Momentum is growing in China to allow market forces to end a titanic capacity glut in heavy industry that a decade of state interventions has failed to resolve, according to speeches made by high-ranking officials this month at a closed-door event.
The speeches indicate that China’s reform-minded Cabinet is considering a dose of deeper structural reform to remedy bloated, inefficient and debt-laden sectors, such as steel.
China has about 300 million tonnes of surplus steel output capacity, equivalent to nearly twice the output of the EU last year.
Encouraged by easy financing and cheap energy supplies, local governments looking to meet job and growth targets have steadily built many more steel mills than the country needs.
The steel sector is likely to be the first to feel the pain of a new approach based on tighter regulation and market economics. If it works, steel may become a model for how the government deals with other sectors, such as aluminum, cement and shipbuilding.
Beijing has yet to make clear whether it would begin to allow loss-making firms to go bankrupt. Until local governments stop propping up firms, any reform will be slow and partial.
“The current methods of management do not suit the requirements of the industry,” said Miao Zhimin (苗志敏), vice head of the raw materials department at the Ministry of Industry and Information Technology (MIIT), responsible for the steel sector.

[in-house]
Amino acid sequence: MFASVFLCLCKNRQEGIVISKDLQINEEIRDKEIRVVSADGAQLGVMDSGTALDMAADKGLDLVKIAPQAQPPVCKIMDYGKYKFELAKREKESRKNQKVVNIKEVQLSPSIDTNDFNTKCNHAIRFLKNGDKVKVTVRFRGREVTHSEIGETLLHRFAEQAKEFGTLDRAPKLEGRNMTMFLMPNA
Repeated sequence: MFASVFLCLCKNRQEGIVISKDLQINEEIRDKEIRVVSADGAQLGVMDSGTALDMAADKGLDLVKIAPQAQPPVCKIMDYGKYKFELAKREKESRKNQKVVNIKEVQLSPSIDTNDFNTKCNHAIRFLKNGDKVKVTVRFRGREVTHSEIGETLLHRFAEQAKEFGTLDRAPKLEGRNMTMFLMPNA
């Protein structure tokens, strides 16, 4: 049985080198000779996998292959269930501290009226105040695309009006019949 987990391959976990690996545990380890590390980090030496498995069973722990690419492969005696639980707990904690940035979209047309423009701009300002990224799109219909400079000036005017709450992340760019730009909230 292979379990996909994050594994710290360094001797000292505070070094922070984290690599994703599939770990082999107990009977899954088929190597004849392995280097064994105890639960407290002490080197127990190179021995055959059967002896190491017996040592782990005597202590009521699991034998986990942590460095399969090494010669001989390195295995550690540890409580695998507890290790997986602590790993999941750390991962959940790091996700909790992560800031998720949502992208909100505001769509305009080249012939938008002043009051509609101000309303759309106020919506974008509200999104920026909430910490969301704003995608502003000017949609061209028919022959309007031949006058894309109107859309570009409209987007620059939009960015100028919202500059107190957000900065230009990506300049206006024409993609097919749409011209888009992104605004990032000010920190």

According to transcripts of speeches made to a China Iron and Steel Association (CISA) gathering the week before last, Miao said his ministry had already decided to stop micromanaging the sector and would instead try to ensure the market runs smoothly by establishing a level playing field and stronger rules.
It has started to implement a new registry to ensure steel mills operate under the same rules and standards, with the aim of making competition fairer across regions. It has also vowed to let the market, rather than government, pick which firms merge.
China’s Cabinet, the State Council, has identified overcapacity as one of its policy priorities this year, and it has been the driving force behind efforts to slash red tape and increase the role of the market in key industries.
Experts say a market-based approach would need a system that allows firms to exit. If Beijing is unwilling to countenance mass bankruptcies due to concerns about job losses, it should at least make it harder for new firms to enter by breaking up a support structure in which they are cosseted with subsidies and cheap credit, they say.
“We’ve got 21,000 steel companies and there are still more being created every year,” said Scott Kennedy, director of the Research Center for Chinese Politics and Business at Indiana University, who has studied China’s steel firms. “Banks shouldn’t be giving those start-ups money.”
The 30 largest listed steel firms are estimated to have racked up nearly 760 billion yuan (US$124 billion) in debt, largely as a result of rapid expansions and high costs.
A Reuters survey of 15 listed firms, including market leader Baoshan Iron and Steel (Baosteel), showed that despite receiving 3.49 billion yuan in subsidies last year, they still had losses of 5.29 billion yuan over the year.